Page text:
# Get slices of the array according to positions along the band axis.
predictors = array.arraySlice(band_axis, 0, 4)
response = array.arraySlice(band_axis, 4)```

Note that `arraySlice()` returns all the images in the time series for the range of indices specified along the `bandAxis` (the 1-axis). At this point, matrix algebra can be used to solve for the OLS coefficients:

### Code Editor (JavaScript)

```// Compute coefficients the hard way.
var coefficients1 = predictors.arrayTranspose().matrixMultiply(predictors)
.matrixInverse().matrixMultiply(predictors.arrayTranspose())
.matrixMultiply(response);```

Python setup

See the Python Environment page for information on the Python API and using `geemap` for interactive development.

```import ee
import geemap.core as geemap```

### Colab (Python)

```# Compute coefficients the hard way.
coefficients_1 = (
predictors.arrayTranspose()
.matrixMultiply(predictors)
.matrixInverse()
.matrixMultiply(predictors.arrayTranspose())
.matrixMultiply(response)
)```

Although this method works, it is inefficient and makes for difficult to read code. A better way is to use the `pseudoInverse()` method (`matrixPseudoInverse()` for an array image):

### Code Editor (JavaScript)

```// Compute coefficients the easy way.
var coefficients2 = predictors.matrixPseudoInverse()
.matrixMultiply(response);```

Python setup

See the Python Environment page for information on the Python API and using `geemap` for interactive development.

```import ee
import geemap.core as geemap```

### Colab (Python)

```# Compute coefficients the easy way.
coefficients_2 = predictors.matrixPseudoInverse().matrixMultiply(response)```

From a readability and computational efficiency perspective, the best way to get the OLS coefficients is `solve()` (`matrixSolve()` for an array image). The `solve()` function determines how to best solve the system from characteristics of the inputs, using the pseudo-inverse for overdetermined systems, the inverse for square matrices and special techniques for nearly singular matrices:

### Code Editor (JavaScript)

```// Compute coefficients the easiest way.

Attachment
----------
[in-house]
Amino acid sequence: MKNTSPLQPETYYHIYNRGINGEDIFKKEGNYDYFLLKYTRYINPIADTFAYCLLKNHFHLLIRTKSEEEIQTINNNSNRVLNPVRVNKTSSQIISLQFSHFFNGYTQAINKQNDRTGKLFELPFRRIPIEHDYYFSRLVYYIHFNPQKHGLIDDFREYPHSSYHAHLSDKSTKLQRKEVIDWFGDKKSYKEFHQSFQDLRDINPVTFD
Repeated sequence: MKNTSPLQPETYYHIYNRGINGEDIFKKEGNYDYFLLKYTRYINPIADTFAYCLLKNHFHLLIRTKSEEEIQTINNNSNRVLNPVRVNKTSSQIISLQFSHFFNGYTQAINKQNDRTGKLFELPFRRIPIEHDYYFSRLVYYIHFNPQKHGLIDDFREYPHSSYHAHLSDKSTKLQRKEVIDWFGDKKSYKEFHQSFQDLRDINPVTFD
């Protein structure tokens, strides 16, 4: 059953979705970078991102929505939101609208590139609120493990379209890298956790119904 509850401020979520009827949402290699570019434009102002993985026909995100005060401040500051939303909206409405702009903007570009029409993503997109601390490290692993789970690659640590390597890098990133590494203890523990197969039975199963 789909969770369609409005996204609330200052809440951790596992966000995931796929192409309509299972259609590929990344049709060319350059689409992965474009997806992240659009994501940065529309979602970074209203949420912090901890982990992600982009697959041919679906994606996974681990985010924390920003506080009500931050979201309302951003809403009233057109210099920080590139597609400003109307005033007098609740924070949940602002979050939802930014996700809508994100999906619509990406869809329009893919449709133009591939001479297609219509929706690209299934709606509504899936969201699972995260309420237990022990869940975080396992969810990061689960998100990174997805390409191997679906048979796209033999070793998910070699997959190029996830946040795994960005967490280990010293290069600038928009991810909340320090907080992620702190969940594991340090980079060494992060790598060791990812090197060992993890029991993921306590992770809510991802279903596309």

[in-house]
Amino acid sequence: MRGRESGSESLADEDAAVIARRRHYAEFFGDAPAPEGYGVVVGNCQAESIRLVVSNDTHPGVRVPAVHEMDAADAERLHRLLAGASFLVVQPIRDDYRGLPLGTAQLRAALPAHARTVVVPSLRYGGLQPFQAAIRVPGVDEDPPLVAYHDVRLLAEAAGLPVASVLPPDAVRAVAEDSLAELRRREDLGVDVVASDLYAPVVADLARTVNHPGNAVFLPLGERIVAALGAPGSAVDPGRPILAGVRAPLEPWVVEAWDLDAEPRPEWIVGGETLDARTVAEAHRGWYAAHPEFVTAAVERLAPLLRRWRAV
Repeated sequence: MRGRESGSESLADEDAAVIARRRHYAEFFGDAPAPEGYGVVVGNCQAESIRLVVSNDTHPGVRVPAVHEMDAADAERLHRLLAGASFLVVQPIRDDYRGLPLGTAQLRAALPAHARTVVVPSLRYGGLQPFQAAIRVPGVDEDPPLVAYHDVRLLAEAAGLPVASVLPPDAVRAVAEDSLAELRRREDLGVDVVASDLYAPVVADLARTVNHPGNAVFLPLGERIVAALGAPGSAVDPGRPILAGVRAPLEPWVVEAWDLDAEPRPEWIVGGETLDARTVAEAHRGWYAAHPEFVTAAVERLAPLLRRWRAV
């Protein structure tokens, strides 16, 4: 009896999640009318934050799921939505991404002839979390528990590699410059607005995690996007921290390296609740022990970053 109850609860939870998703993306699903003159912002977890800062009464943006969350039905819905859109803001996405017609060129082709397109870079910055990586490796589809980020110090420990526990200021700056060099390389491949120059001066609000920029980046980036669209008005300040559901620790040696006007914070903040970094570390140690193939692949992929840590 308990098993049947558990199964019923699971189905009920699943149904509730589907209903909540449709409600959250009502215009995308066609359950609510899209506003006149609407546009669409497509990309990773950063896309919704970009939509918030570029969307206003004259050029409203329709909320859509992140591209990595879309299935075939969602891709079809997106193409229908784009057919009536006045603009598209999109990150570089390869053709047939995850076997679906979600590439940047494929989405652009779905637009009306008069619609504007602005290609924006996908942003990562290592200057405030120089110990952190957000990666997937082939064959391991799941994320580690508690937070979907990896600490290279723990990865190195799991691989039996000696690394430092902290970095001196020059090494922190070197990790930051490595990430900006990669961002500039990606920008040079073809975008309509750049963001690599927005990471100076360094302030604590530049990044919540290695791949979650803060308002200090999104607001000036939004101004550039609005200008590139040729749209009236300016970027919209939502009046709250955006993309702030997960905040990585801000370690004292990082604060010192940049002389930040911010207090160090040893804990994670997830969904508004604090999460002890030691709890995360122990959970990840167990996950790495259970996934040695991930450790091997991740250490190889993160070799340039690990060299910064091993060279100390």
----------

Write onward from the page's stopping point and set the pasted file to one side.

var coefficients3 = predictors.matrixSolve(response);```

Python setup

See the Python Environment page for information on the Python API and using `geemap` for interactive development.

```import ee
import geemap.core as geemap```

### Colab (Python)

```# Compute coefficients the easiest way.
coefficients_3 = predictors.matrixSolve(response)```

To get a multi-band image, project the array image into a lower dimensional space, then flatten it:

### Code Editor (JavaScript)

```// Turn the results into a multi-band image.
var coefficientsImage = coefficients3
// Get rid of the extra dimensions.
.arrayProject([0])
.arrayFlatten([
['constant', 'trend', 'sin', 'cos']
]);```

Python setup

See the Python Environment page for information on the Python API and using `geemap` for interactive development.

```import ee
import geemap.core as geemap```

### Colab (Python)

```# Turn the results into a multi-band image.
coefficients_image = (
coefficients_3
# Get rid of the extra dimensions.
.arrayProject([0]).arrayFlatten([['constant', 'trend', 'sin', 'cos']])
)```

Examine the outputs of the three methods and observe that the resultant matrix of coefficients is the same regardless of the solver. That `solve()` is flexible and efficient makes it a good choice for general purpose linear modeling.

[{ "type": "thumb-down", "id": "missingTheInformationINeed", "label":"Missing the information I need" },{ "type": "thumb-down", "id": "tooComplicatedTooManySteps", "label":"Too complicated / too many steps" },{ "type": "thumb-down", "id": "outOfDate", "label":"Out of date" },{ "type": "thumb-down", "id": "samplesCodeIssue", "label":"Samples / code issue" },{ "type": "thumb-down", "id": "otherDown", "label":"Other" }]
[{ "type": "thumb-up", "id": "easyToUnderstand", "label":"Easy to understand" },{ "type": "thumb-up", "id": "solvedMyProblem", "label":"Solved my problem" },{ "type": "thumb-up", "id": "otherUp", "label":"Other" }]